The Perfect Human
No matter how much you think you're ready for something, once it happens it's always a shock.
After 20 NHL seasons, every single one of them in a Red Wing uniform, Nicklas Lidstrom decided that he could no longer play at the level he was accustomed to, and he retired as the greatest defenseman to ever don the Winged Wheel.
The list of accolades is insane: 1,000 points, 7 Norris Trophies, 4 Stanley Cups, 1 Conn Smythe. But none of those numbers truly capture what Lidstrom meant to the Wings.
After the jump, we'll look back at the man, the myth, the legend that was Nicklas Lidstrom.
Nicklas Lidstrom is not merely the best defenseman I have ever seen play for the Red Wings; he is the best defenseman I have ever seen play, and no one is a close second. He's The Perfect Human, a nickname that is as deserved as any in hockey.
Lidstrom was yet another pickup in the 1989 draft, and to illustrate how great that draft was for the Wings, consider that 2 are guaranteed Hall of Famers (Fedorov), and Konstantinov was headed there before his accident. What's scary for me is that every single team in the NHL had a shot at Lidstrom before the Wings got him; in fact, every single team passed on him twice. It's a fair bet that had scouts back then known how good Lidstrom was, he would not have lasted to the 53rd pick.
Lidstrom broke into the NHL in 1991-92 and was an immediate success, scoring 60 points as a defenseman while playing important minutes. He finished second in the Calder voting to some guy named Pavel Bure that year (yet another example of a Red Wing finishing 2nd in voting but going on to have a better career than the guy who won; bodes well for Jimmy Howard if you ask me). Over the early part of his career, Lidstrom could be counted on for 10-20 goals and 40-50 points. However, given that the Wings had Paul Coffey for 4 of those years, Lidstrom was not counted on to be the primary offensive threat on the blue line. This allowed him to do what he has done for his entire career: develop into the complete defenseman he is today.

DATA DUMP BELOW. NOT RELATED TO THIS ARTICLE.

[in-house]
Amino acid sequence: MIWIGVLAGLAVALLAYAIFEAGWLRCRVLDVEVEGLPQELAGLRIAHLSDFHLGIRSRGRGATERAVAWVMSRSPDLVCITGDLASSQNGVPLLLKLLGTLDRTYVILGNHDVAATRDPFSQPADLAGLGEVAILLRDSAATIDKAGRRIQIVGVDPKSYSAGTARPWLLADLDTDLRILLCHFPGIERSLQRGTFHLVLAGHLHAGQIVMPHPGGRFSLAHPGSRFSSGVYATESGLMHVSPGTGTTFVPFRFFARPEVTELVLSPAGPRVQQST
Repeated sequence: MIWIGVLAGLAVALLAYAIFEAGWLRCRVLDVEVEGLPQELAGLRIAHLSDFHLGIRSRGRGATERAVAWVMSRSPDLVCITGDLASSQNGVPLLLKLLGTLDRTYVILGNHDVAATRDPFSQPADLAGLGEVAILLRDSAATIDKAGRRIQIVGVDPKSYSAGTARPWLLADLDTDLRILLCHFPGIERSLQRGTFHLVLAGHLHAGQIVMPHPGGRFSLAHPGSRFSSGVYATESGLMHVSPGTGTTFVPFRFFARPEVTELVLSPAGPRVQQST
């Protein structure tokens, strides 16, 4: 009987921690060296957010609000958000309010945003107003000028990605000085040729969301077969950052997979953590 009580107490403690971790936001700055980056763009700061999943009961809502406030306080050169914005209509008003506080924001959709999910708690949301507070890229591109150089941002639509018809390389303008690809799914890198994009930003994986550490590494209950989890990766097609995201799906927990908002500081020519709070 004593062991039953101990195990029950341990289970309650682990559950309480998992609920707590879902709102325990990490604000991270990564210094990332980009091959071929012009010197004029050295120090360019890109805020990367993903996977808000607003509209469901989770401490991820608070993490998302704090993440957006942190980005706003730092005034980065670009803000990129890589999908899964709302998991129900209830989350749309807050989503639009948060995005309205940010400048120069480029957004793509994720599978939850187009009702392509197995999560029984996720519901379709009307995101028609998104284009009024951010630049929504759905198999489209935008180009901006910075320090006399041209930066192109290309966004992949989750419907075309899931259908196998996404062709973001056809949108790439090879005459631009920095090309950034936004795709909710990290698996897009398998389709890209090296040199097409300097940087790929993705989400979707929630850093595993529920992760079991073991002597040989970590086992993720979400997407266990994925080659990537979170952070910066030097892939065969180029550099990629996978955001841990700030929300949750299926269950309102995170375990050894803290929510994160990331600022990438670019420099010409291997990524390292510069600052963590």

I would talk more about his career, but we've all seen what he has done and how he has mattered to the team. Lidstrom's career has been marked by absolute consistency more than anything else. In a full 82 game season, his lowest point total was 34, this year when he missed 11 games due to a very bad bone bruise, and his highest is 80; he has scored between 7 and 20 goals; he has never had more than 50 PIM in any single season. I wish I could talk about him being flashy or bring up those "make you hold your breath" moments, but those are so few and far between with him. The only thing I can really say is that he does it all, and he does it better than anyone else, and did so for his entire career. He's the type of defenseman that you wanted out on the ice in all situations: down a goal late in the game trying to tie it up; up a goal late in the game trying to preserve a victory; on the power play or killing a penalty; against the other team's top line or against a specific player. And the best part about it is that as long as he is on the ice, we felt a sense of comfort and relief knowing that he would not make a mistake that would hurt the team. He may not have always made the best play, and he was occasionally beaten to the outside, but those instances were so few and far between that I would be more shocked than angry that he might have caused a goal against.